BBC doctor warns people not to ignore common condition after 'shock' diagnosis

Dr Helen Wall
-Credit: (Image: BBC)

A BBC doctor has revealed she was left 'shocked' after being diagnosed with a common condition. Dr Helen Wall appeared on BBC Morning Live to share her experience of living with cataracts.

She first noticed it while on holiday about 18 months ago but thought her sunglasses had sunscreen on them. But she soon realised the cloudy appearance was down to cataracts.

The GP is now warning people not to ignore certain symptoms There are also 'clear driving regulations' that people with cataracts must comply with, the doctor warned.

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Dr Wall, who is a resident GP on the show, said: "Cataracts is basically a clouding of the lens in the eye which is a small, transparent disc - or at least it should be transparent. What happens with cataracts is that over time, it can become cloudy or misty.

"When we are young, our lens is like looking through a clear window, but when you start to get cataracts, that can become very misty, more like a bathroom window. It can be quite difficult for people because it can affect things like driving, and doing their normal day to day activities as it progresses, so it is something to be aware of."

Dr Wall added: "I started to feel like things were misting up. When I was on holiday, I was taking my sunglasses off and kept wiping them thinking "things are just not as clear as they should be, there's sunscreen on these".

"Actually it was my vision deteriorating." The GP said her vision can be corrected with contacts or glasses, WalesOnline reports.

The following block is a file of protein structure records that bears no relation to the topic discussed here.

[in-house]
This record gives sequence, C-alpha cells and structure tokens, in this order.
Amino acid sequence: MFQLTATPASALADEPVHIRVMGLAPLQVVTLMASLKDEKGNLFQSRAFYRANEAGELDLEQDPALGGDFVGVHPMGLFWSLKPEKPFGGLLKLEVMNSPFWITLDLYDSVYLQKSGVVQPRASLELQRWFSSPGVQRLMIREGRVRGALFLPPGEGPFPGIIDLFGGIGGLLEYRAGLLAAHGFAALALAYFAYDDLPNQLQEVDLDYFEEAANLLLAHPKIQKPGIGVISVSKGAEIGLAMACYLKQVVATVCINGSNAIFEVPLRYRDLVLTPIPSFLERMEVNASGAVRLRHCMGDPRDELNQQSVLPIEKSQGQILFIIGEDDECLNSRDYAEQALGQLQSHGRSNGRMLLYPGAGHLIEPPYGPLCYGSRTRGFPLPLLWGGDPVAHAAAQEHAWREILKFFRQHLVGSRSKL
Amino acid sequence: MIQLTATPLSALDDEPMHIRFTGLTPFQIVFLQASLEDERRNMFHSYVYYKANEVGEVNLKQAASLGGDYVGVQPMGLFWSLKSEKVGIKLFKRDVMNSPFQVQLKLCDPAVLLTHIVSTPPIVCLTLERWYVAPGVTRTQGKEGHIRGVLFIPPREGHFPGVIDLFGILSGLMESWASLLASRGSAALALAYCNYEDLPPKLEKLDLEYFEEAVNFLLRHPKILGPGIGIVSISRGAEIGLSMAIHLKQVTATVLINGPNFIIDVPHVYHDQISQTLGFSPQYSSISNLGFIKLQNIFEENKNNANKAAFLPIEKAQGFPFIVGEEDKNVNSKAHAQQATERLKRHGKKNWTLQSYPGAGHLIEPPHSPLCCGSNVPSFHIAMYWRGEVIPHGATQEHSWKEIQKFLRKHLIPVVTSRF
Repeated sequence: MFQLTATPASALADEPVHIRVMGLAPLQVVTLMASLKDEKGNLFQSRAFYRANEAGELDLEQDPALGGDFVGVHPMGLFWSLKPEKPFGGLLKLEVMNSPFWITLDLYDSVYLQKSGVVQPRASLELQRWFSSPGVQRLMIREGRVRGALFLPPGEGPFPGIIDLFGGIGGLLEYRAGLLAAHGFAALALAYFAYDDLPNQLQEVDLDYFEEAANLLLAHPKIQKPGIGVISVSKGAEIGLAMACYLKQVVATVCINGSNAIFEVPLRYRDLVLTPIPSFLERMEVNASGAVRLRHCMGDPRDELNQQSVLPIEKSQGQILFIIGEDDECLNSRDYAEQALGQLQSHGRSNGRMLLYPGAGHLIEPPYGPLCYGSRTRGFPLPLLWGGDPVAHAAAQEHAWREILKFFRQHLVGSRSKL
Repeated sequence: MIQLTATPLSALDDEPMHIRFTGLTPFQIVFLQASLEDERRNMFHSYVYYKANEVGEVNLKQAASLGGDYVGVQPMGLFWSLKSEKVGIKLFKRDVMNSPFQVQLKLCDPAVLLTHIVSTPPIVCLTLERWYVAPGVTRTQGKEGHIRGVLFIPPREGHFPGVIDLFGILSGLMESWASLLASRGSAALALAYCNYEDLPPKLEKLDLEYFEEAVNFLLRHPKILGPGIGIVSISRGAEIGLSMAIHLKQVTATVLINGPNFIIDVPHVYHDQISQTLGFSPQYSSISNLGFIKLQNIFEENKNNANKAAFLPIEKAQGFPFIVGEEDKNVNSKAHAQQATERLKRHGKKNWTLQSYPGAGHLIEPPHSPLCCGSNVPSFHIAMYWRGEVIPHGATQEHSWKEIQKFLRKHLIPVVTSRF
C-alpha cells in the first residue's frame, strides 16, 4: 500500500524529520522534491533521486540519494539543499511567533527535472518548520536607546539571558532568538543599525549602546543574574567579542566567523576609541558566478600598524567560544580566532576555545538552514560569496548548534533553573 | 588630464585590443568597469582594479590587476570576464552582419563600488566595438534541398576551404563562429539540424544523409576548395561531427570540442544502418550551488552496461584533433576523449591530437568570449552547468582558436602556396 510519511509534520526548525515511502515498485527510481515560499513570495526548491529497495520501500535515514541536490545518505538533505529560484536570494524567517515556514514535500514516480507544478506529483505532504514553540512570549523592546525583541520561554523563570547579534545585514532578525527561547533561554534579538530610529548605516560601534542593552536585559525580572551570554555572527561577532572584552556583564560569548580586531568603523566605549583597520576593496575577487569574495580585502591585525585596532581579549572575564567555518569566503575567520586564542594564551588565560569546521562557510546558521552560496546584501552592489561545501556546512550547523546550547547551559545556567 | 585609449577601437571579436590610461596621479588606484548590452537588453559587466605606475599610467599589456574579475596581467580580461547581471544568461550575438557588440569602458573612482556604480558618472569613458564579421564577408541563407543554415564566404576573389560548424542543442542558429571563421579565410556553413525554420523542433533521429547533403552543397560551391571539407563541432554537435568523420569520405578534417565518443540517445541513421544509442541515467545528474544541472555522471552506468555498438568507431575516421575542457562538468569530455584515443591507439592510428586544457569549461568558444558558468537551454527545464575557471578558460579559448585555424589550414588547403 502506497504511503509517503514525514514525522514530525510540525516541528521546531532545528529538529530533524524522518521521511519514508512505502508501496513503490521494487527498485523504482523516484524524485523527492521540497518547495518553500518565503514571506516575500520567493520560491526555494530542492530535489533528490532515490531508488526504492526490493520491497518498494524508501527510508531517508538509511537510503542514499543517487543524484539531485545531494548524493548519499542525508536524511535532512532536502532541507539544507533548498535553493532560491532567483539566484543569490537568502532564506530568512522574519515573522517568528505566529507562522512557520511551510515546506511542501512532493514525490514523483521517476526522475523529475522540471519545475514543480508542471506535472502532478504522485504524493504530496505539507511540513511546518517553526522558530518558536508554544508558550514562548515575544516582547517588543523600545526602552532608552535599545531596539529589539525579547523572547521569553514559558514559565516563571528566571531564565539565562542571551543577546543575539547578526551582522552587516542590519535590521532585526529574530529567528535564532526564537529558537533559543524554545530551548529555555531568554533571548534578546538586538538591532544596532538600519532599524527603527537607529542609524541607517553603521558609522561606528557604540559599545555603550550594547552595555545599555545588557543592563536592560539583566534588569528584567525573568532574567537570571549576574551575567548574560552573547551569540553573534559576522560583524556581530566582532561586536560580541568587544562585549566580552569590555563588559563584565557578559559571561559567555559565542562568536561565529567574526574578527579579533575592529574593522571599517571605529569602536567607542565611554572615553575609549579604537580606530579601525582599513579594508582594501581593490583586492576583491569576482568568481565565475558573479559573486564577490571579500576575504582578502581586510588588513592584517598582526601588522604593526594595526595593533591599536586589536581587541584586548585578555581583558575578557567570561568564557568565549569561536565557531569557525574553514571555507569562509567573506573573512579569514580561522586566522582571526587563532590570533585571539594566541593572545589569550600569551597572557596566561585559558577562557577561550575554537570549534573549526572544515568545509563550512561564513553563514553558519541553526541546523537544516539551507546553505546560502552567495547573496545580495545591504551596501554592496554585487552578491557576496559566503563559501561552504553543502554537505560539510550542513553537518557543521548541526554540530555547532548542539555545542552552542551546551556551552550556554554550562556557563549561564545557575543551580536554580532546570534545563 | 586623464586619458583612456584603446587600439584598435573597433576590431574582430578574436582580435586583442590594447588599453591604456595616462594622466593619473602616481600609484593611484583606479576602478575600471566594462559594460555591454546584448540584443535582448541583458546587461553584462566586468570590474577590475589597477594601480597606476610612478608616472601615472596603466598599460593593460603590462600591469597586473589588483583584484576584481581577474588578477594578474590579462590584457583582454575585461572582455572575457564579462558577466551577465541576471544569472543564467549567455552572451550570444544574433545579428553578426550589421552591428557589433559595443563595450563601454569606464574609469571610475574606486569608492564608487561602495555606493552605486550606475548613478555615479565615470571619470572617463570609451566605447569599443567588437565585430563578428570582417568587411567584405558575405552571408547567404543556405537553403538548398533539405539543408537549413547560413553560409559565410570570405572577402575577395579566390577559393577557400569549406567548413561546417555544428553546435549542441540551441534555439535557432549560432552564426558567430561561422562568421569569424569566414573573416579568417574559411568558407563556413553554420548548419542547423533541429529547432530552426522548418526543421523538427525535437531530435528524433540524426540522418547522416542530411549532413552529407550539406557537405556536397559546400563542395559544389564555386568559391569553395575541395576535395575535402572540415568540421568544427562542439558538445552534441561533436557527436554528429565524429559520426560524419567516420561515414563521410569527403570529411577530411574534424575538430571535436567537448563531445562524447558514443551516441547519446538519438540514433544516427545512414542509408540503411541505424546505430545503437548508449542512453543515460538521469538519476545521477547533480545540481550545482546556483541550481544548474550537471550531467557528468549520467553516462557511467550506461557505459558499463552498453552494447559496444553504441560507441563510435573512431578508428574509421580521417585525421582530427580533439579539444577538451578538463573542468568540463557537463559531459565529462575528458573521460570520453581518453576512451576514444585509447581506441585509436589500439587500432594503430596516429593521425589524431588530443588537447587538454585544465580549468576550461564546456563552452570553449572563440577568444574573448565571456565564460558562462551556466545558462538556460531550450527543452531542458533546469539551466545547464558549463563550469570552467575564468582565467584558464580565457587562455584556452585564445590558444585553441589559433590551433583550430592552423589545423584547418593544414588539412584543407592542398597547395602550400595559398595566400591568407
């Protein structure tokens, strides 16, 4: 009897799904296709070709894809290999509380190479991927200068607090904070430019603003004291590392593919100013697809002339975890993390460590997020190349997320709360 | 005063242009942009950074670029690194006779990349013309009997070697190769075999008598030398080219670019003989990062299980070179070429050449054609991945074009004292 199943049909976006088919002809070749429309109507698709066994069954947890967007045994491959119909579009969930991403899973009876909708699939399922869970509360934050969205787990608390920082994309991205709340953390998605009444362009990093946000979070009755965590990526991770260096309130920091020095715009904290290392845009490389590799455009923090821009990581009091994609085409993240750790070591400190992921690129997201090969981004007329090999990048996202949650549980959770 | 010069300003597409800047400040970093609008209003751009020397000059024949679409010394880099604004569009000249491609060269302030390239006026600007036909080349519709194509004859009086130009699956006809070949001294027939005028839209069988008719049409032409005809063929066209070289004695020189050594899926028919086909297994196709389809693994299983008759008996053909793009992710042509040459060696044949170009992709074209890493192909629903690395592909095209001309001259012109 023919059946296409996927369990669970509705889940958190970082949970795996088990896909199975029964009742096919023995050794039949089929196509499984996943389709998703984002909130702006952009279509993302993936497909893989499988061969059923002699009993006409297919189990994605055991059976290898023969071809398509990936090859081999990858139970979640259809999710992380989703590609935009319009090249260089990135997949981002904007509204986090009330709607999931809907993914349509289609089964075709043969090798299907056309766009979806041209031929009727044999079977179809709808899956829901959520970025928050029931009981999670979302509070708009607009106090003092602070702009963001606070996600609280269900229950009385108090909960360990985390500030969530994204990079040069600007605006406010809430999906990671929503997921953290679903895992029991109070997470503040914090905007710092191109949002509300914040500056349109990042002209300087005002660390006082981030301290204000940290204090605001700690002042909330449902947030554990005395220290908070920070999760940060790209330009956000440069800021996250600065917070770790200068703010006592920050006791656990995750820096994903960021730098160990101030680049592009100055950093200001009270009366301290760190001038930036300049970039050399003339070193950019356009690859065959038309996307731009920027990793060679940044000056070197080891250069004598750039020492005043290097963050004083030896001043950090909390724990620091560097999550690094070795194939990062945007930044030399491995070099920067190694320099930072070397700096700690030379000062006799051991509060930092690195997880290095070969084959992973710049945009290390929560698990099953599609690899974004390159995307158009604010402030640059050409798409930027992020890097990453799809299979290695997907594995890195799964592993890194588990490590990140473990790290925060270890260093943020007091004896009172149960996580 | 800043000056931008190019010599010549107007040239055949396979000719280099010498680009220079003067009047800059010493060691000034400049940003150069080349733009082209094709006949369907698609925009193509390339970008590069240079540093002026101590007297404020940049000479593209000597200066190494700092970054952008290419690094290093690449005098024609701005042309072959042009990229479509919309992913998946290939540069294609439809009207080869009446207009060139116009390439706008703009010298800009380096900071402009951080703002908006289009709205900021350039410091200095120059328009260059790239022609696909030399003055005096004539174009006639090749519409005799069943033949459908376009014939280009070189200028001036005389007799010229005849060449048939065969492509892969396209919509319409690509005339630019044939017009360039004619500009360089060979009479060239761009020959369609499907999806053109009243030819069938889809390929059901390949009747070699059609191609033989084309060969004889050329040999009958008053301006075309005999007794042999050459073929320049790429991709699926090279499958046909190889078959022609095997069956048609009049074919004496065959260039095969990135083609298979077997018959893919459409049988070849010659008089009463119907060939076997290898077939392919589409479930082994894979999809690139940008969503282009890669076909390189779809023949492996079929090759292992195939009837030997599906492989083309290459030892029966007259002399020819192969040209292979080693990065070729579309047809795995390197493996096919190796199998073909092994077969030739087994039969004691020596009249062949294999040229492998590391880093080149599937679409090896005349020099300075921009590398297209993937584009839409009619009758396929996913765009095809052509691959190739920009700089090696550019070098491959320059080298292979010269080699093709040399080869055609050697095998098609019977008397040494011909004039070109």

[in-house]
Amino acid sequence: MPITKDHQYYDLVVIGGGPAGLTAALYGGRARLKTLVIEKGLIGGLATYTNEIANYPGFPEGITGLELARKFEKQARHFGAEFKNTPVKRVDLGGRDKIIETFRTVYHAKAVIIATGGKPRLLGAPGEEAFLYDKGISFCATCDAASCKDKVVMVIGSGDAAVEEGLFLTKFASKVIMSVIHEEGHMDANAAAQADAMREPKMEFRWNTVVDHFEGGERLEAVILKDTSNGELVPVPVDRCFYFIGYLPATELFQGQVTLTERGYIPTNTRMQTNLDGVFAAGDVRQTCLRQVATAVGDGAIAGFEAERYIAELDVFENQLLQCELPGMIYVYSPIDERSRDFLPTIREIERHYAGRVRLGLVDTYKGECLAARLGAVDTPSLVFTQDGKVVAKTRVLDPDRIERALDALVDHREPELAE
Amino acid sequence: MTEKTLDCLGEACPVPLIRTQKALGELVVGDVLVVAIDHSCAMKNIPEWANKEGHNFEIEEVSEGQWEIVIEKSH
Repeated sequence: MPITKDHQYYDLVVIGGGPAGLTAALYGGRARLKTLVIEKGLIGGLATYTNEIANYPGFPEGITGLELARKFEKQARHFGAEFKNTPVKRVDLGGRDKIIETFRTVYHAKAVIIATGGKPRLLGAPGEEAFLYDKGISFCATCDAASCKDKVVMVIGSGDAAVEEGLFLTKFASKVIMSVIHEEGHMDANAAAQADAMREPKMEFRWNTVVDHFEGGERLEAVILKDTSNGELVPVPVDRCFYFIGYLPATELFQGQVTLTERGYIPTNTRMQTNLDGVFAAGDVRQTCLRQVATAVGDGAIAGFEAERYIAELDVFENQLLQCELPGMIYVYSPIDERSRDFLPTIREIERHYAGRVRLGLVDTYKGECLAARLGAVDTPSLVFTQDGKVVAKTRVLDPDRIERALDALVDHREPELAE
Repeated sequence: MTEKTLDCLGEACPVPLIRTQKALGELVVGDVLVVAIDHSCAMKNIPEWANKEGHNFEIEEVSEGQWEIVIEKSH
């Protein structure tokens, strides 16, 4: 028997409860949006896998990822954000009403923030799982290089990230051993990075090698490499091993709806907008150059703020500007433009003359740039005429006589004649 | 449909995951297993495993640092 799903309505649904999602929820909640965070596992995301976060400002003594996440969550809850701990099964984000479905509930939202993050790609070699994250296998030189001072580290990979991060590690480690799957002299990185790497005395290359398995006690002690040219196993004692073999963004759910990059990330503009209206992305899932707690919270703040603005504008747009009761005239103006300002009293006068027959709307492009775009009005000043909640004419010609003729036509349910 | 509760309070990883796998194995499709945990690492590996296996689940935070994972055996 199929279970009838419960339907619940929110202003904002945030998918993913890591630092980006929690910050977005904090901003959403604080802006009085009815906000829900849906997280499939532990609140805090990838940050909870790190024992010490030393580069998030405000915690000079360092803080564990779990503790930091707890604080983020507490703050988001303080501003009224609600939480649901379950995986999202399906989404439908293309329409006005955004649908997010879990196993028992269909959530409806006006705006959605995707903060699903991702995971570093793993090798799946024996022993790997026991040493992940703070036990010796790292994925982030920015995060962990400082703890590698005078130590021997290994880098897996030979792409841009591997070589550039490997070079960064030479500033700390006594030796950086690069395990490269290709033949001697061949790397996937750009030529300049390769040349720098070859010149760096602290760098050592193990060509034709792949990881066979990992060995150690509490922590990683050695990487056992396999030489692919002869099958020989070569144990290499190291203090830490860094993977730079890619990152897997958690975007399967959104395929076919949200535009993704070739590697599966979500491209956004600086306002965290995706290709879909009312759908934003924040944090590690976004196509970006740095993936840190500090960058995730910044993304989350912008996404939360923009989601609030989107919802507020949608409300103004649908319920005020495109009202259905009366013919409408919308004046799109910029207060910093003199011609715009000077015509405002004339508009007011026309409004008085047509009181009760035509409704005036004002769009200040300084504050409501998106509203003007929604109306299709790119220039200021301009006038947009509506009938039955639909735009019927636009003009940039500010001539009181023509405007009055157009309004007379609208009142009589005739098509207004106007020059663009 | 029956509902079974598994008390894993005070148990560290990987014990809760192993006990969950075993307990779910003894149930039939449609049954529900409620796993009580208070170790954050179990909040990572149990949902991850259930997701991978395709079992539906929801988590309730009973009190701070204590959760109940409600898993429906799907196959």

She added: "When I got to the optician for my regular review, I was quite shocked to be told that I had early cataracts. I consider myself very young, I was shocked at that, even as a GP because it's not something you think about. You think about it in old people."

The medic said people with cataracts can drive but stressed there are rules to follow. She said: "So people with cataracts can drive.

"But they need to be clear about how severe their cataracts and how much it affects them." Talking about her diagnosis, she said: "I was told that I've got cataracts because I'm very short-sighted and my prescription is minus 11 - which is quite significant."

She added: "I've had poor vision most of my life. I remember being in primary school and struggling to see very clearly and through time it's got worse and worse."

According to the DVLA, you need to report some medical conditions. It said: "You need to tell DVLA about some medical conditions as they can affect your driving".

You can be fined up to £1,000 if you do not tell them the DVLA your medical condition affects your driving. You can check here with this online tool to see if a health condition affects your driving.